It is taken for granted that the physician holds the best interest of the patient in mind, and as a result is granted the license to resort to even harsh remedies for his sake. Certainly, that is still the case with respect to, say, aggressive chemotherapy.

Yet in our day, the physician – the public health apparatus, more accurately – holds no such license if it means prescribing remedies to lifestyle-related diseases that people deem “harsh”; that is, if they interfere with what I want to do.

Instead, the public health apparatus must defer to the cultural overlords who insist that there is no vice and, hence, there is simply no need for “correction.” There is only disease to conquer; the bad byproducts of profound social transformation are thus medicalized.

Take obesity as a case in point. Is the overall approach “harsh” or is it evasive and technocratic? That the American Medical Association just saw fit to classify it as our newest “disease” is answer enough. Remedies corresponding to role of diet and altered family dynamics would be harsh.(This is not to say that banning sodas or simply scolding people will do the trick). Pharmaceuticals must therefore ride to the rescue.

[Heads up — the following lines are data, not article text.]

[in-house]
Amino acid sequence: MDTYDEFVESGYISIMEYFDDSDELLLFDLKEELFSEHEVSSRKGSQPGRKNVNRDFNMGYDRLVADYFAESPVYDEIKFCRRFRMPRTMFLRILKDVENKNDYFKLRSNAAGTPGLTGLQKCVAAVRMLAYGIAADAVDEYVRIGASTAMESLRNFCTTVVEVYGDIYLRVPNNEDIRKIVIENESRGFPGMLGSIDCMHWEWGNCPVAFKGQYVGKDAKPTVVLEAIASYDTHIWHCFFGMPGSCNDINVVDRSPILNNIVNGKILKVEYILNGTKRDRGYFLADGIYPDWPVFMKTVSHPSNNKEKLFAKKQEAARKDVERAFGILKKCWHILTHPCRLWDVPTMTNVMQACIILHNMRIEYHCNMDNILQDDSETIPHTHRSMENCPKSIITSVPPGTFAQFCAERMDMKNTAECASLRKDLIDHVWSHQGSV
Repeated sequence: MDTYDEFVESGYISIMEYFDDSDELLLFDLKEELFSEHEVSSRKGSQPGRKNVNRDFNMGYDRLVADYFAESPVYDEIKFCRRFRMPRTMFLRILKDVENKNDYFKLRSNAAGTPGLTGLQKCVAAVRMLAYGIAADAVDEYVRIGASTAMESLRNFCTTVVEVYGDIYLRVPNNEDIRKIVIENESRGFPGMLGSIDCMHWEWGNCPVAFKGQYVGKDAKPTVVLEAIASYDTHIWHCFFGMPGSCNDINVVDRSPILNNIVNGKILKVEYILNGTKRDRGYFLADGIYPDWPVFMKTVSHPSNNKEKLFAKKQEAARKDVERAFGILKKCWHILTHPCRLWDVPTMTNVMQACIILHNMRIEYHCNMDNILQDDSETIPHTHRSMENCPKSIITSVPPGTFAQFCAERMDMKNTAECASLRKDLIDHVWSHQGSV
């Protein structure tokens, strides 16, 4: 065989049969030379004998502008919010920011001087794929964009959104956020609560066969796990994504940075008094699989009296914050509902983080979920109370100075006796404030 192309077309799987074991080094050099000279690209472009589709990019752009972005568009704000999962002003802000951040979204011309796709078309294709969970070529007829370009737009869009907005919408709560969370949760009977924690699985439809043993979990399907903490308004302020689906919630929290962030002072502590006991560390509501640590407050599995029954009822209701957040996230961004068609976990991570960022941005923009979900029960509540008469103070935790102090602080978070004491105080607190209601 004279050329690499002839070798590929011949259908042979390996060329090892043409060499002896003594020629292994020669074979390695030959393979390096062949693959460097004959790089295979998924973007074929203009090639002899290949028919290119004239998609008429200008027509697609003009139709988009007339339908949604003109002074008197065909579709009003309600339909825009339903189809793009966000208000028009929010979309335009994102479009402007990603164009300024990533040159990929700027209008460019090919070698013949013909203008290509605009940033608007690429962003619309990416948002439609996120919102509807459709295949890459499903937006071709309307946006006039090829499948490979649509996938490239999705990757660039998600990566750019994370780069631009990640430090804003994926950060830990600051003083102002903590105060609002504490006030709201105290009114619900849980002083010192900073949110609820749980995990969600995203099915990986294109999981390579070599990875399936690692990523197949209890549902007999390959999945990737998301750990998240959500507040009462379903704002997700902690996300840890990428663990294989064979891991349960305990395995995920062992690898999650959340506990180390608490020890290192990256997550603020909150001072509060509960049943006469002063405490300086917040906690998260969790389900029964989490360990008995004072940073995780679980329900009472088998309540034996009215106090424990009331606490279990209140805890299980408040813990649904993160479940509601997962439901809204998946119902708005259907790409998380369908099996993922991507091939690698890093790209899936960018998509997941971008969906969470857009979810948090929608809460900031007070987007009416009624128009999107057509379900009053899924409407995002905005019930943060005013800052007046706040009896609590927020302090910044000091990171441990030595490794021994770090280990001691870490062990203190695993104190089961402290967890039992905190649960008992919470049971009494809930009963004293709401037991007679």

Finding any recommendation to avoid harmful practices altogether in the medical journals is more difficult than spotting an endangered species. The British Medical Journal did just that, however, in a January 2013 article. But since it was about smoking, this kind of atavistic harshness is perfectly acceptable: “But for most smokers quitting is the best option and should be presented as achievable and attractive.”

Nothing so harsh would ever be suggested for the range of endemic sexually transmitted diseases: that would be a dangerous distraction from the power of technology to deliver “safety.”

I suppose I must specify that the BMJ article referred to tobacco. Marijuana falls into that other “drug addiction as disease” category for which the mere management of risk is all that is allowed; “best practice,” in many such cases, amounts to replacing one drug (or needle) with another.

“Each generation”, according to Rene Girard, “embodies one stage of ontological sickness.” That the healing professions by and large refrain from “harsh” counsel because that, ipso facto, would be “judgmental” rather than sensible is symptomatic of the madness into which we have descended.

It is hard to be of service to man when you are enslaved to the falsehoods of the age. Catholics are promised the world will hate them; being called “haters” is how truth-tellers are now designated, which is why public health officials flee from the remedy of truth. Being of authentic service in the health care arena, as with so many professions these days, like Dryden in his, means paying a price.

Matthew Hanley

Matthew Hanley’s new book, Determining Death by Neurological Criteria: Current Practice and Ethics, is a joint publication of the National Catholic Bioethics Center and Catholic University of America Press.